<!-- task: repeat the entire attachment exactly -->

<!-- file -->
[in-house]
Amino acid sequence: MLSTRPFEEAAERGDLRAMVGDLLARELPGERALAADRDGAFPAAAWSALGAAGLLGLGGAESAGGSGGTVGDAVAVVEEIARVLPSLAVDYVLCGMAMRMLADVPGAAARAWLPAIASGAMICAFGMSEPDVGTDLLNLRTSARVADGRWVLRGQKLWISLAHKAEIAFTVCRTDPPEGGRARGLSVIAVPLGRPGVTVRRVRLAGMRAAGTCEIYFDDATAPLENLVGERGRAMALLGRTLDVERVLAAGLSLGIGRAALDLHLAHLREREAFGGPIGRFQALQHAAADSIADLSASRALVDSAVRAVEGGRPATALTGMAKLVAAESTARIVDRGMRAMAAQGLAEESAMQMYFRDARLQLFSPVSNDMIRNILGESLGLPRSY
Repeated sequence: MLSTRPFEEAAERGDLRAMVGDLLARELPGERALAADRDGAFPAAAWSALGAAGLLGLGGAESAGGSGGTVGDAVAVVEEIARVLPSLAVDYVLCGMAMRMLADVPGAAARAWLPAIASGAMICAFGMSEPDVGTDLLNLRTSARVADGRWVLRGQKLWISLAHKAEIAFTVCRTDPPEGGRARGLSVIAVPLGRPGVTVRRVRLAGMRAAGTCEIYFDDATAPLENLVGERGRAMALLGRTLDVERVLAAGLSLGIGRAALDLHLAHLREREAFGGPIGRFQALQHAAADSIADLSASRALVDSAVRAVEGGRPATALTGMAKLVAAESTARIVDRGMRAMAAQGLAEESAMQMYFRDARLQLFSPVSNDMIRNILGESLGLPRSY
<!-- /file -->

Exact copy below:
[in-house]
Amino acid sequence: MLSTRPFEEAAERGDLRAMVGDLLARELPGERALAADRDGAFPAAAWSALGAAGLLGLGGAESAGGSGGTVGDAVAVVEEIARVLPSLAVDYVLCGMAMRMLADVPGAAARAWLPAIASGAMICAFGMSEPDVGTDLLNLRTSARVADGRWVLRGQKLWISLAHKAEIAFTVCRTDPPEGGRARGLSVIAVPLGRPGVTVRRVRLAGMRAAGTCEIYFDDATAPLENLVGERGRAMALLGRTLDVERVLAAGLSLGIGRAALDLHLAHLREREAFGGPIGRFQALQHAAADSIADLSASRALVDSAVRAVEGGRPATALTGMAKLVAAESTARIVDRGMRAMAAQGLAEESAMQMYFRDARLQLFSPVSNDMIRNILGESLGLPRSY
Repeated sequence: MLSTRPFEEAAERGDLRAMVGDLLARELPGERALAADRDGAFPAAAWSALGAAGLLGLGGAESAGGSGGTVGDAVAVVEEIARVLPSLAVDYVLCGMAMRMLADVPGAAARAWLPAIASGAMICAFGMSEPDVGTDLLNLRTSARVADGRWVLRGQKLWISLAHKAEIAFTVCRTDPPEGGRARGLSVIAVPLGRPGVTVRRVRLAGMRAAGTCEIYFDDATAPLENLVGERGRAMALLGRTLDVERVLAAGLSLGIGRAALDLHLAHLREREAFGGPIGRFQALQHAAADSIADLSASRALVDSAVRAVEGGRPATALTGMAKLVAAESTARIVDRGMRAMAAQGLAEESAMQMYFRDARLQLFSPVSNDMIRNILGESLGLPRSY